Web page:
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Securing Belize’s National Protected Areas System and the last link for the Selva Maya

We are perilously close to losing the last forested connection between the magnificent Maya Mountains of Southern Belize and the rest of the 4 million hectare tri-national Selva Maya of Guatemala, Mexico and Belize. Together they comprise the largest and most important forest in Mesoamerica, of critical importance to biodiversity, clean air and water, stable soils, drought and flood control for hundreds of thousands of people.

Photo by Tony Rath

Photo by Tony Rath

These vast blocks of forest are connected by a single thread of remaining forest, the Maya Forest Corridor in Central Belize. With a rate of deforestation approximately four times the national average, this forested corridor has been reduced over the past decade by over 65%.

Through 10 years of research, GWC and our partners have identified 50,000 acres that comprise the minimum for a viable corridor connection. Of this total, 10,000 acres are protected by private landowners, non-governmental organizations and government to help secure the corridor.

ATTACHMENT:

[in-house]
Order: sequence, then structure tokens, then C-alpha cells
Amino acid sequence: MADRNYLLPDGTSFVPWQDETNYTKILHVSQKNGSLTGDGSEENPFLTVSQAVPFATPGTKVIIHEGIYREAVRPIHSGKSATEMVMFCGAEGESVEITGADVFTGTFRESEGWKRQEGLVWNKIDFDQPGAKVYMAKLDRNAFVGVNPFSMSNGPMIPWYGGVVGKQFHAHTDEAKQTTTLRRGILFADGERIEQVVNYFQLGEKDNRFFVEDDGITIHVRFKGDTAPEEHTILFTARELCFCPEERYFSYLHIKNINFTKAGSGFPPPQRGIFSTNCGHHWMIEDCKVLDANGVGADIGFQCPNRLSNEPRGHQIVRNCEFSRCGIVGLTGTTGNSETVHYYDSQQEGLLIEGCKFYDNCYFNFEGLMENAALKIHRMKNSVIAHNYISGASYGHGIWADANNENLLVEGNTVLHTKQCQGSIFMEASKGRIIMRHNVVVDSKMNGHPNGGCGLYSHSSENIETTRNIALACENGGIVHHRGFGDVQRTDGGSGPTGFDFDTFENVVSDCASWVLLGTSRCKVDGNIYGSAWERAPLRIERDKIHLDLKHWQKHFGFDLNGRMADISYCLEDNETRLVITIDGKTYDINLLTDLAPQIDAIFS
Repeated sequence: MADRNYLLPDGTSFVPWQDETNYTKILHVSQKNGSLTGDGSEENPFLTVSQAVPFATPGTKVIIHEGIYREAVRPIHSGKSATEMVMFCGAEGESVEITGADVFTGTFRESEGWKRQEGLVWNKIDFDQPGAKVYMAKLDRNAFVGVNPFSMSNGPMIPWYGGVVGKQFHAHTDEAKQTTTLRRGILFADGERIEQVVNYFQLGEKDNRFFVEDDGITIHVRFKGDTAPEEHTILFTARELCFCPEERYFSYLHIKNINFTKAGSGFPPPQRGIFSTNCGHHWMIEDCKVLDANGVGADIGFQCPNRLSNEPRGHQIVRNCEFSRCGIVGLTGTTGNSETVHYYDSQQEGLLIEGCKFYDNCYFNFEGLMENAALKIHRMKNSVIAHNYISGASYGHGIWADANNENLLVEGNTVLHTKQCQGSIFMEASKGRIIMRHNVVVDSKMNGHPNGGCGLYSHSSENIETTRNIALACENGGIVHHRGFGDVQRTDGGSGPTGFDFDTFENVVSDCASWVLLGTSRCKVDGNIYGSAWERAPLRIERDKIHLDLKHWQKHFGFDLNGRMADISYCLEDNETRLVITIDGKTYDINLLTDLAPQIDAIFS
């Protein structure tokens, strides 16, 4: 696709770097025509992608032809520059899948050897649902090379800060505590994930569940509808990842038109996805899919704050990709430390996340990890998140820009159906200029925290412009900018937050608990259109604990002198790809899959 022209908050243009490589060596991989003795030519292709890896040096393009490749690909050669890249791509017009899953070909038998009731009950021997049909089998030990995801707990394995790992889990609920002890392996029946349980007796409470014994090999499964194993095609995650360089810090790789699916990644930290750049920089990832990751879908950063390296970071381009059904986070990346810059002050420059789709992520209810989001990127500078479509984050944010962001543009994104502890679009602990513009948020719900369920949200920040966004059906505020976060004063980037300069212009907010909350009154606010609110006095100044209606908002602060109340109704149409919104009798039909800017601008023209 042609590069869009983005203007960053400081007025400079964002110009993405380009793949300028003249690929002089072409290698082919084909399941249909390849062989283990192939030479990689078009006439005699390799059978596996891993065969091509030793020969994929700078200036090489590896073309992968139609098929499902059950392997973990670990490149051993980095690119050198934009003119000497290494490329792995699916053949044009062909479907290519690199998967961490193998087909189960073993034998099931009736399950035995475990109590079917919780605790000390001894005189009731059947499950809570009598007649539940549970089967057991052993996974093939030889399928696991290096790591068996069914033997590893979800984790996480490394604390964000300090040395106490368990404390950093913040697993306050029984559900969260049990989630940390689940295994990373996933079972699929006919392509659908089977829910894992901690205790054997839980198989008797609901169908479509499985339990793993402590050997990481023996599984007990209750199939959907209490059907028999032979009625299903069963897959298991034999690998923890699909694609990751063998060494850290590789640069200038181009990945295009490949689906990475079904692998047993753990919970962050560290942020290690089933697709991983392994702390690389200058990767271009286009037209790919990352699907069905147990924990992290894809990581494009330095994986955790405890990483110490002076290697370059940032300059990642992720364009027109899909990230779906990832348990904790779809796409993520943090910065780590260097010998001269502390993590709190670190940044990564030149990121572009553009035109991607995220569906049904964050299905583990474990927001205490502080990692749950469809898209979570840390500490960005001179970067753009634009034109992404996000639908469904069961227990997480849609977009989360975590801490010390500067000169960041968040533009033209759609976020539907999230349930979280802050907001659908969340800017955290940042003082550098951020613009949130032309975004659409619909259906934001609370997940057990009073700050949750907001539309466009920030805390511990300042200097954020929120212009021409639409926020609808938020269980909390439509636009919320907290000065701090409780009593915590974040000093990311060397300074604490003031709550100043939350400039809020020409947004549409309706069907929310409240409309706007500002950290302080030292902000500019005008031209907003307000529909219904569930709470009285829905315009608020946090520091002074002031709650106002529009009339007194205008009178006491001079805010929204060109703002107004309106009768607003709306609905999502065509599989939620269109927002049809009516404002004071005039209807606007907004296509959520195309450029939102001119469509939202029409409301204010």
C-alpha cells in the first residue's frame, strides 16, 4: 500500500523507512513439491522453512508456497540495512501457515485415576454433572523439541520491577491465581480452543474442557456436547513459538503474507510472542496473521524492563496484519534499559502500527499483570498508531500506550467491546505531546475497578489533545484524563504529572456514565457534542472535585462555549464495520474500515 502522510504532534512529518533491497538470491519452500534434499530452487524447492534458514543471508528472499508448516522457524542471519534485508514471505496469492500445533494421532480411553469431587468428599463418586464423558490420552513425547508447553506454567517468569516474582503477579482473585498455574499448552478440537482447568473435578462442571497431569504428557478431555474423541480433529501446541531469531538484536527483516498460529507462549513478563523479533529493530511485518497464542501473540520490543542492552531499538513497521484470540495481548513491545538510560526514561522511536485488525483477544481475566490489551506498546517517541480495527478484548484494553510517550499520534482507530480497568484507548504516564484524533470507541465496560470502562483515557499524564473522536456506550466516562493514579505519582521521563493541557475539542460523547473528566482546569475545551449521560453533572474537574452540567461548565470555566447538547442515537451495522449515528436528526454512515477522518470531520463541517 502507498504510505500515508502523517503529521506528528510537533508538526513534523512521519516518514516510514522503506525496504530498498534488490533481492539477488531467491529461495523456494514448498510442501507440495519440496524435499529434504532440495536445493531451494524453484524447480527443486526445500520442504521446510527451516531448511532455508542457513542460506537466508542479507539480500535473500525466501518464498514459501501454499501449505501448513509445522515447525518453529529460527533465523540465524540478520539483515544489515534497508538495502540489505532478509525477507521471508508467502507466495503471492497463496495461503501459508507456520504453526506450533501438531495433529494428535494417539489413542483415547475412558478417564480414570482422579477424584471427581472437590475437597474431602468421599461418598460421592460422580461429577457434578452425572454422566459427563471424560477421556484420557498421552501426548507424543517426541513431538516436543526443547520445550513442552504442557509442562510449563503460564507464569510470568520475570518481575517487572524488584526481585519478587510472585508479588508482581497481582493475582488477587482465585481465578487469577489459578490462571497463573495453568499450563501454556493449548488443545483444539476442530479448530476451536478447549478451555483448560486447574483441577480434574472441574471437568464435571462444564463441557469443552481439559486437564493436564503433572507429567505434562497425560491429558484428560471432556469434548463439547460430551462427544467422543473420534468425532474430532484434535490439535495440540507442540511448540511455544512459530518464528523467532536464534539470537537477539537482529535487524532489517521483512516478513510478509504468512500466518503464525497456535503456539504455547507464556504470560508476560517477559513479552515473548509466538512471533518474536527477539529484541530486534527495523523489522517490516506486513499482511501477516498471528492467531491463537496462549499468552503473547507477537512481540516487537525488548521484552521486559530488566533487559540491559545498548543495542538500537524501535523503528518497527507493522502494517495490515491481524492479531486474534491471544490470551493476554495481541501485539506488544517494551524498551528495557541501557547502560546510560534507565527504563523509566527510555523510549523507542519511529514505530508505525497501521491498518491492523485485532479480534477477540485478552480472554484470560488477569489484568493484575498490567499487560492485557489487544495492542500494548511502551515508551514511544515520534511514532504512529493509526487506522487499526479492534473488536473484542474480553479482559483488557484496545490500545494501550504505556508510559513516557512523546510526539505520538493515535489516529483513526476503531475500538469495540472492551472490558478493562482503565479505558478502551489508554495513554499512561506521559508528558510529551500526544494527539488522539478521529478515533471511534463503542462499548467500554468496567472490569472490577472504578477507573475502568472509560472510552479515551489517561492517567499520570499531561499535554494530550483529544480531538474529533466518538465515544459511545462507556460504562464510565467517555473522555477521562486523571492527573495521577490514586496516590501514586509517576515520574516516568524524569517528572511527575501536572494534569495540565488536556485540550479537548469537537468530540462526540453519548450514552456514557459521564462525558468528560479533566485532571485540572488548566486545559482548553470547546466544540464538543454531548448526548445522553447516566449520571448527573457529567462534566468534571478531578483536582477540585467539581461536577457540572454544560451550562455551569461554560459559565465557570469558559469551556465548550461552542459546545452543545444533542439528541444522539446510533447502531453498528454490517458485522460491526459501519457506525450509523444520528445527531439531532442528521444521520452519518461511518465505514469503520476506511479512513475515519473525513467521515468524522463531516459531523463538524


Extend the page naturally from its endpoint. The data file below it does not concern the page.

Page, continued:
The other 40,000 acres remain privately owned, and GWC and our partners are now working to acquire these lands, which include important wetlands for the Critically Endangered Central American River Turtle (Dermatemys mawii). Once acquired, the land will be placed into trust and the forest and wildlife protected in perpetuity for the people of Belize. There has never been a more critical moment than now to secure this corridor. If we don’t succeed, we will suffer a permanent loss of biodiversity and a sharp increase in regional threat to the survival of the iconic Jaguar, the Central American River Turtle, the Endangered Baird’s Tapir, and a diversity of bird species.

Jaguar photo by Jamen Percy

Jaguar photo by Jamen Percy

This project has been implemented as a coalition that currently consists of three government departments/units: Forest Department, Fisheries Department and the National Biodiversity Office; 10 local and international non-governmental organizations: Wildlife Conservation Society, The Belize Zoo, Monkey Bay Wildlife Sanctuary, Foundation for Wildlife Conservation, Community Baboon Sanctuary, Belize Audubon, Programme for Belize, World Wildlife Fund, Panthera, Global Wildlife Conservation; the University of Belize Environmental Research Institute; and Vista Real Estate.

This project was made possible by the support of: National Philanthropic Trust, Rainforest Trust, International Conservation Fund of Canada, Liz Claiborne and Art Ortenberg Foundation, Turtle Survival Alliance and others.